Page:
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Last updated on April 16, 2014 at 11:49 EDT

Will It Or Won’t It? BlackBerry Messenger Reaching iOS, Android

June 6, 2013

Peter Suciu for redOrbit.com — Your Universe Online

This morning T-Mobile UK tweeted that BlackBerry Messenger (BBM) would be available for iOS and Android on June 27. The tweet, which has been since removed, reportedly even served up an image of a BBM conversation running on a Samsung Android-powered device.

According to TechCrunch, the tweet, which came from the official T-Mobile UK Twitter account stated key facts: “Great news — BlackBerry Messenger will be available to download on iOS and Android from June 27th! : ) #BBM http://t.co/PbG1uknM3h– T-MOBILE UK (@TMobileUK) June 06, 2013.”

It now appears that someone at T-Mobile jumped the gun just a bit, and BlackBerry responded that this information was incorrect.

“That date is completely inaccurate; we have never indicated a specific date,” a BlackBerry spokesperson told Cnet on Thursday.

The key to this is that a specific date isn´t known, but BlackBerry´s CEO actually noted last month that BlackBerry Messenger (BBM) would expand to iOS and Android likely this summer. While BlackBerry head honcho Thorstein Heins didn´t note a date during his onstage demonstrations he did reveal that the service would be made available as a free download sometime this summer.

“It´s a statement of confidence. We are confident time is right for BBM to be independent,” he said at the BlackBerry Live 2013 event.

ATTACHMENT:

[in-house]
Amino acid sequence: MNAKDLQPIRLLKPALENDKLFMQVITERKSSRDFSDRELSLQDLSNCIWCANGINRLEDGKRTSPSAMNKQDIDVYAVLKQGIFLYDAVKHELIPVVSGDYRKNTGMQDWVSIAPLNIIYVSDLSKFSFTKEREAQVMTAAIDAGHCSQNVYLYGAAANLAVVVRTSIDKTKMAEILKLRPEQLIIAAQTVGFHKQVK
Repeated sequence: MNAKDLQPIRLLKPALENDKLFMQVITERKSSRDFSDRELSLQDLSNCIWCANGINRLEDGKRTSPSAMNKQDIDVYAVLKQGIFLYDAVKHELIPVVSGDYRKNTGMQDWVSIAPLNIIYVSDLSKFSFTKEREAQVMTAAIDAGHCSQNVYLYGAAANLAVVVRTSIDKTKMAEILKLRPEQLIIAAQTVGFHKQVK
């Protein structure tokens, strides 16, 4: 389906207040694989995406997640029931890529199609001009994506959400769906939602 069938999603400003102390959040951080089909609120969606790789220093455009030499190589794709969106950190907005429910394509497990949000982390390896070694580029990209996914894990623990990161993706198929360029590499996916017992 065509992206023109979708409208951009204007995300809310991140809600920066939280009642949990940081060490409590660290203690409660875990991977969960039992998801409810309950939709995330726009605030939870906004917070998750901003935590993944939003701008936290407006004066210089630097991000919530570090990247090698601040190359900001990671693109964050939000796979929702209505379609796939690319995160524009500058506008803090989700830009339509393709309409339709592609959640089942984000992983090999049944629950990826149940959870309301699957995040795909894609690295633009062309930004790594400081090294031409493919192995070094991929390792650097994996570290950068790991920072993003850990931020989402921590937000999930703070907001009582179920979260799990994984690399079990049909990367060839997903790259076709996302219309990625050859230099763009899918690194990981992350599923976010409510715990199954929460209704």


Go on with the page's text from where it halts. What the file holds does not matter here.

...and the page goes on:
BlackBerry´s popular messaging service has been one of the company´s greatest strengths and it has been reported that the company is working to preload it onto other devices. It is possible that the company is working out any kinks as well, as the move to Apple´s iOS and Google´s Android is the first time that BBM would be made available to a non-BlackBerry device.

This has been seen as a bold move by analysts yet reports suggest that BlackBerry sees a potential benefit in opening up BBM to more users, and that this could outweigh any risks that current BlackBerry customers would defect to other platforms.

BlackBerry — formerly known as Research in Motion — had introduced a set of applications for its BlackBerry devices to integrate with social networking apps for Facebook and Twitter.

So the question now is whether BlackBerry is giving away its advantage it has in the messaging market.

TechCrunch called the move a “calculated risk,” and noted “BlackBerry must see a very clear and present upside to opening up its platform beyond BB OS. It definitely has the network volume, which is generally the goal of pre-monetization startups launching similar products, so we´ll see where it takes things from here.”

However, when questioned, BlackBerry Chief Operating Officer Kristian Tear didn´t quit see the downside.

“We don´t feel like that is a risk,” he told CNET on Wednesday. “Obviously, if we did, we might have acted differently.”

BlackBerry introduced it BlackBerry 10 operating system and devices this year, and these included the BlackBerry Z10, the first touchscreen-enabled device from the Canadian handset maker.

The company, which rebranded itself as BlackBerry earlier this year, is looking to reclaim lost market share. While once a top player in mobile smartphones it has lost ground to rivals including Apple´s iPhone and Google´s Android devices.


Source: Peter Suciu for redOrbit.com – Your Universe Online